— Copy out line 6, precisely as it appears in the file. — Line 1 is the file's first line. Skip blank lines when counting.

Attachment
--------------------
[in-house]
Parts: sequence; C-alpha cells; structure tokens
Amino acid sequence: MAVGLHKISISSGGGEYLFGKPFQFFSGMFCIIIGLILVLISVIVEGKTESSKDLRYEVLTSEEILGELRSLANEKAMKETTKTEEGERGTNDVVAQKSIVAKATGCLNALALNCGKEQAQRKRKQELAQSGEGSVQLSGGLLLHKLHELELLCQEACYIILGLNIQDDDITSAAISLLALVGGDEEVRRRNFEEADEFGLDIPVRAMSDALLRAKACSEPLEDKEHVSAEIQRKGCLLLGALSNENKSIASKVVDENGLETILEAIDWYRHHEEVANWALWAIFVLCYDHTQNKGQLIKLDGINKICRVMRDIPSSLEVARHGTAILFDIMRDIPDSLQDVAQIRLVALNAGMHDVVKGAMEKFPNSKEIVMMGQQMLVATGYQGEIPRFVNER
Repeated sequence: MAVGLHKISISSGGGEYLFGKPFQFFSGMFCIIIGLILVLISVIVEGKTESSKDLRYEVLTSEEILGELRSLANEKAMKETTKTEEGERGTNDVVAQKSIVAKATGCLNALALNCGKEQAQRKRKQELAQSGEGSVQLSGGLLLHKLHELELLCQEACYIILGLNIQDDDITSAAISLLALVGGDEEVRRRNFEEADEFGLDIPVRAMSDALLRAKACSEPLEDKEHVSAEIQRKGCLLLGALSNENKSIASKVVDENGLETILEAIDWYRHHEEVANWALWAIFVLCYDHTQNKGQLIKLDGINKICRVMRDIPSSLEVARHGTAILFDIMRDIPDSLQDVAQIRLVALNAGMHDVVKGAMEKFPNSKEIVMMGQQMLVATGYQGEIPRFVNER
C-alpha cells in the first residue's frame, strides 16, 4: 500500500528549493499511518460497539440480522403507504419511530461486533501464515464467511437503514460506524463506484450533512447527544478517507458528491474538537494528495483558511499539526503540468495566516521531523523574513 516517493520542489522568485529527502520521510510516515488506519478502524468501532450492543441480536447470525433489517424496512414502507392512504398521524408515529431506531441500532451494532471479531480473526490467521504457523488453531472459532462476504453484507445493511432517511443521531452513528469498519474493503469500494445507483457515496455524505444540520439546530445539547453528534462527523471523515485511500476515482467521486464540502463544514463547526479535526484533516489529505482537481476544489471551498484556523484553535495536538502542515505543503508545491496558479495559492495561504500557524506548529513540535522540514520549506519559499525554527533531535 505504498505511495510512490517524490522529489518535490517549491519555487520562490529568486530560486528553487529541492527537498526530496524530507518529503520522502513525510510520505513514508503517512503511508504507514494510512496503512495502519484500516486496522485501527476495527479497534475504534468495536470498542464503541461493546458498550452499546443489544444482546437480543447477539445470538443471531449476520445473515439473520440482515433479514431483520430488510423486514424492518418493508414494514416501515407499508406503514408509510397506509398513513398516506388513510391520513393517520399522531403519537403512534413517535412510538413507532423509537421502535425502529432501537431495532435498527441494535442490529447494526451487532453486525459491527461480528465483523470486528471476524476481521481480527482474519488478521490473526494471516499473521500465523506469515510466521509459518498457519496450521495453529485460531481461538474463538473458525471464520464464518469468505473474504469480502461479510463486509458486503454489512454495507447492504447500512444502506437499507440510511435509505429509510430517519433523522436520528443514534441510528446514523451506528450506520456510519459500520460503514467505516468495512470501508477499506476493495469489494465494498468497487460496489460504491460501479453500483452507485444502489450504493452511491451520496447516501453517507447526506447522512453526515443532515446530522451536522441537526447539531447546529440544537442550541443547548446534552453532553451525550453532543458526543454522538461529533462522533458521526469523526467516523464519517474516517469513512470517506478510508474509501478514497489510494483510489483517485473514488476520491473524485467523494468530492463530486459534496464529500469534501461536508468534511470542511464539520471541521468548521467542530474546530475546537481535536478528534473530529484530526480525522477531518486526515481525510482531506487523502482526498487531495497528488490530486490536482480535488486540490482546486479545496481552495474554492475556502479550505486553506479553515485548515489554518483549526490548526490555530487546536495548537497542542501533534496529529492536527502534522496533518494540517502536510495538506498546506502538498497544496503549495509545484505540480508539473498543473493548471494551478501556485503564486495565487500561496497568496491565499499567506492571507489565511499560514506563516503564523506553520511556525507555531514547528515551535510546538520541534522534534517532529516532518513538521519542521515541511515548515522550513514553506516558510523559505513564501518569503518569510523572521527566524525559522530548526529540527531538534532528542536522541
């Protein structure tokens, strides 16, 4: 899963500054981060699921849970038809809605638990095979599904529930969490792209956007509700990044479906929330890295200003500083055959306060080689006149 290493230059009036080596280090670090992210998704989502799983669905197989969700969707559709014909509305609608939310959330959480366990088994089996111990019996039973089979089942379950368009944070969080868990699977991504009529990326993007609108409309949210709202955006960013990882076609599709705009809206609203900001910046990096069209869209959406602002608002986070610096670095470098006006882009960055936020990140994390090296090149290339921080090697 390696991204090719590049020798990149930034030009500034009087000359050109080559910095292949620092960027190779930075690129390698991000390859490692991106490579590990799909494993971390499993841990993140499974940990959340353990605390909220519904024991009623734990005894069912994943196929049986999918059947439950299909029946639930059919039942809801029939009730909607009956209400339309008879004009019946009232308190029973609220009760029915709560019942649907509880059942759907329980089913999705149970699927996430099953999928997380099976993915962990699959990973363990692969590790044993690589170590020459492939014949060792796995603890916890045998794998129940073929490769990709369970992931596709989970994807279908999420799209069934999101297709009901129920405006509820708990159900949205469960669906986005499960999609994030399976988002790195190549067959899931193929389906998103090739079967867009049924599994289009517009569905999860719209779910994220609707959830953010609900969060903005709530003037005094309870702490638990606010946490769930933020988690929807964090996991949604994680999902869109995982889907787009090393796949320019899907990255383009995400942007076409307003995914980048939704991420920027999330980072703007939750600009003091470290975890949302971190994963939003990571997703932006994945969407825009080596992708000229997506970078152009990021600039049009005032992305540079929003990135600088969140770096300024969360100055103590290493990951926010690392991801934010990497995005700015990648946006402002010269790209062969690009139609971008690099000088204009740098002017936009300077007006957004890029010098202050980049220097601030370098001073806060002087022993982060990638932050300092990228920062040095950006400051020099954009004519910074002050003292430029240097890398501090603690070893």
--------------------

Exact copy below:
């Protein structure tokens, strides 16, 4: 899963500054981060699921849970038809809605638990095979599904529930969490792209956007509700990044479906929330890295200003500083055959306060080689006149 290493230059009036080596280090670090992210998704989502799983669905197989969700969707559709014909509305609608939310959330959480366990088994089996111990019996039973089979089942379950368009944070969080868990699977991504009529990326993007609108409309949210709202955006960013990882076609599709705009809206609203900001910046990096069209869209959406602002608002986070610096670095470098006006882009960055936020990140994390090296090149290339921080090697 390696991204090719590049020798990149930034030009500034009087000359050109080559910095292949620092960027190779930075690129390698991000390859490692991106490579590990799909494993971390499993841990993140499974940990959340353990605390909220519904024991009623734990005894069912994943196929049986999918059947439950299909029946639930059919039942809801029939009730909607009956209400339309008879004009019946009232308190029973609220009760029915709560019942649907509880059942759907329980089913999705149970699927996430099953999928997380099976993915962990699959990973363990692969590790044993690589170590020459492939014949060792796995603890916890045998794998129940073929490769990709369970992931596709989970994807279908999420799209069934999101297709009901129920405006509820708990159900949205469960669906986005499960999609994030399976988002790195190549067959899931193929389906998103090739079967867009049924599994289009517009569905999860719209779910994220609707959830953010609900969060903005709530003037005094309870702490638990606010946490769930933020988690929807964090996991949604994680999902869109995982889907787009090393796949320019899907990255383009995400942007076409307003995914980048939704991420920027999330980072703007939750600009003091470290975890949302971190994963939003990571997703932006994945969407825009080596992708000229997506970078152009990021600039049009005032992305540079929003990135600088969140770096300024969360100055103590290493990951926010690392991801934010990497995005700015990648946006402002010269790209062969690009139609971008690099000088204009740098002017936009300077007006957004890029010098202050980049220097601030370098001073806060002087022993982060990638932050300092990228920062040095950006400051020099954009004519910074002050003292430029240097890398501090603690070893």